April 1, 2014
In March 2014, UNPO submitted an alternative report to the UN Committee on Economic Social and Cultural Rights, outlining the widespread violations of the economic, social and cultural rights of the Hmong, Degar and Khmer Krom in Viet Nam.
UNPO submitted an alternative report in relation to the 53rd pre-sessional working group of the Committee on Economic, Social, and Cultural Rights (CESCR) regarding the Socialist Republic of Viet Nam. In May 2014, the pre-sessional working group will convene to identify the main issues in Viet Nam and draft a list of questions that Viet Nam will be required to answer prior to the regular 53rd session of the CESCR in November 2014. The full report can be accessed by clicking on the link under “Attached Documents” on the right.
The report focuses on the situation of the Degar, Hmong and Khmer Krom groups in Viet Nam and the Vietnamese government’s compliance with the International Covenant on Economic, Social and Cultural Rights. The key issues that the report focuses on are the religious oppression and discrimination, arbitrary arrests, confiscation of land, reallocation, harassment, poverty and lack of education that indigenous and minority groups face in Viet Nam.
Despite international calls to improve the treatment of indigenous and minority groups, Viet Nam still enforces discriminatory policies. One of the most illustrative examples is the Ordinance on Religion and Belief that the government adopted in 2004. This law criminalizes all religions that are not approved by the government and grants security forces large discretionary powers to arrest and detain people on the basis of practicing or “spreading” such religions. The Vietnamese government has used this law to limit the religious and cultural rights of the Khmer Krom, Degar and Hmong.
The UNPO report also points out that the Hmong, Degar and Khmer Krom are among the most marginalized in Viet Nam. Poverty, illiteracy and school dropout rates are the highest among these groups. Recent efforts to develop certain economic sectors, such as bauxite mining and hydroelectricity, have particularly affected indigenous and minority groups in the Central and Northern Highlands. With the establishment of the projects, large portions of indigenous land has been seized or polluted, while many indigenous groups have been inadequately relocated. In the Mekong Delta, confiscation of fertile ancestral lands has particularly affected indigenous groups, taking away their main source of subsistence and leading them further into poverty.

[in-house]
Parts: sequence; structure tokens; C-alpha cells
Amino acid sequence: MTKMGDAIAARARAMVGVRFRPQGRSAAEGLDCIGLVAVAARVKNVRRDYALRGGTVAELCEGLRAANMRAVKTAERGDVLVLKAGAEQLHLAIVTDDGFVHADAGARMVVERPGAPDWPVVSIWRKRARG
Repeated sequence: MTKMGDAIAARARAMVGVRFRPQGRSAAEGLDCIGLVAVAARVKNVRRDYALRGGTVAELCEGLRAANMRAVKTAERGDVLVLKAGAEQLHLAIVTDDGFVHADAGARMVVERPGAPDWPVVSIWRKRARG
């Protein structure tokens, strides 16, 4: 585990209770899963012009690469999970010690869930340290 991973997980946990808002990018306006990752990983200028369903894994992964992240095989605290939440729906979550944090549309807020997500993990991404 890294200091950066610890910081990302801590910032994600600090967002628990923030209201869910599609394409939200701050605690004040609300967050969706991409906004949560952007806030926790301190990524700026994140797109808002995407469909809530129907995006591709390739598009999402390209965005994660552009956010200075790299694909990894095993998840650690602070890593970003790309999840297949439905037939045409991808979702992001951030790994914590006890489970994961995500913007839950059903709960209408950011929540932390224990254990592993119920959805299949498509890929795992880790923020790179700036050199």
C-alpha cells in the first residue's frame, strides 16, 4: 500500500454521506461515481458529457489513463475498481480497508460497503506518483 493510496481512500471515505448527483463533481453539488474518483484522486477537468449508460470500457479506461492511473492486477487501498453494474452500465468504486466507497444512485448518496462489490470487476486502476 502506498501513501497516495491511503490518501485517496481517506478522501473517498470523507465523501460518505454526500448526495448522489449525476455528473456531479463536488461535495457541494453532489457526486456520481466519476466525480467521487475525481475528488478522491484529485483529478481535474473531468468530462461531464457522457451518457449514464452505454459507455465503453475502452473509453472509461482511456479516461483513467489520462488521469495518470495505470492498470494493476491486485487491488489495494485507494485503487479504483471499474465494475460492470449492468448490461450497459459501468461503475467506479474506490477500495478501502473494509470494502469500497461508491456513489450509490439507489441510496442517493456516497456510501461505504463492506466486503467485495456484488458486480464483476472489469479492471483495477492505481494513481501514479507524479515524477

The alternative report concluded with the following recommendations to the government of Viet Nam:
1. Recognize the Khmer Krom and the Degar as indigenous peoples of Viet Nam, and respect the distinct right afforded to them by the UN Declaration on the Rights of Indigenous Peoples.
2. Ensure a higher political representation of the Khmer Krom, Degar and Hmong at the local and national levels.
3. Investigate and end uncompensated confiscation of indigenous lands.
4. Take immediate action to monitor and stop corporate industrial activities that are harmful for the environment and its inhabitants, and develop an adequate legal framework for environmental protection.
5. End resettlement policies of ethnic minorities and indigenous peoples.
6. Take immediate action to end arbitrary arrests of religious and spiritual leaders, as well as human and land right activists.
7. Implement the housing registration system without discrimination and issue identity documents to everyone regardless of their faith.
8. Develop poverty-alleviation programs specifically targeting regions and communities where regional ethnicities reside, focusing on the needs of indigenous peoples.
9. Address the significant disparity in health and living standards between regions populated by minorities and majorities, including providing remote geographical areas with adequate health care facilities and fighting child malnutrition.
10. Investigate the health effects of the bauxite mining projects in the Central Highlands.
11. Increase opportunities for instruction in minority languages in primary and secondary schools.
12. Take action against the lack of enrolment and the high dropout rates from primary and secondary schools among the indigenous and minority groups.
13. Allow all independent religious organisations to freely conduct religious activities and govern themselves.
14. Amend the laws that criminalize religions not recognized by the government.
15. End campaigns aimed at reducing the followers and the spread of minority religions.